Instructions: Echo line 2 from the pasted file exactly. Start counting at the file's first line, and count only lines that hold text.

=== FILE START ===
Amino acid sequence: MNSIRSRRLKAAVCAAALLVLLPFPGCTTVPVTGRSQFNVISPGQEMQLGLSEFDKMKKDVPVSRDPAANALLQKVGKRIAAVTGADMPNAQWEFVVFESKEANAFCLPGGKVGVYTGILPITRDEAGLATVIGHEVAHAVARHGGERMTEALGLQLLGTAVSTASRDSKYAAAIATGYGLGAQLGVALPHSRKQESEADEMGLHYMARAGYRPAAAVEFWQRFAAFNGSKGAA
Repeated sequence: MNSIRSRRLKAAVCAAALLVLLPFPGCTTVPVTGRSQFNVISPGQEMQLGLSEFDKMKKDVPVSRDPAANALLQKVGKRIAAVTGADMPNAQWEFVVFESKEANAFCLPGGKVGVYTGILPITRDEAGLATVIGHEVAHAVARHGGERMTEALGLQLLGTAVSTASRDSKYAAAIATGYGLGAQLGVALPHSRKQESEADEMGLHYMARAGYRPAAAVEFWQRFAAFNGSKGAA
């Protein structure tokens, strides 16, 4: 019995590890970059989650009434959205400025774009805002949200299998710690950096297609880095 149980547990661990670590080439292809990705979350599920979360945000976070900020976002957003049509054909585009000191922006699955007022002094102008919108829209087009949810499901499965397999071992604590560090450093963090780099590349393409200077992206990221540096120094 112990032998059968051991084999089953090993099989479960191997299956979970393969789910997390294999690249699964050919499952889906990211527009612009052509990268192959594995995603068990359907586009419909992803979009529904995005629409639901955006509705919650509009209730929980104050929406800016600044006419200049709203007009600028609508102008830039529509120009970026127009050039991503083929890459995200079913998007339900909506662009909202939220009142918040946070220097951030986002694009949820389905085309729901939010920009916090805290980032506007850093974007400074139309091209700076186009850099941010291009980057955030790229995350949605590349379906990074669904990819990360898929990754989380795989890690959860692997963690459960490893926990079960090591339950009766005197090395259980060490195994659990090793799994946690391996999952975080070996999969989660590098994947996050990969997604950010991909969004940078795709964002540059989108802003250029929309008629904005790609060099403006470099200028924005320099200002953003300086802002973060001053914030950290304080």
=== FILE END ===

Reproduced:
Repeated sequence: MNSIRSRRLKAAVCAAALLVLLPFPGCTTVPVTGRSQFNVISPGQEMQLGLSEFDKMKKDVPVSRDPAANALLQKVGKRIAAVTGADMPNAQWEFVVFESKEANAFCLPGGKVGVYTGILPITRDEAGLATVIGHEVAHAVARHGGERMTEALGLQLLGTAVSTASRDSKYAAAIATGYGLGAQLGVALPHSRKQESEADEMGLHYMARAGYRPAAAVEFWQRFAAFNGSKGAA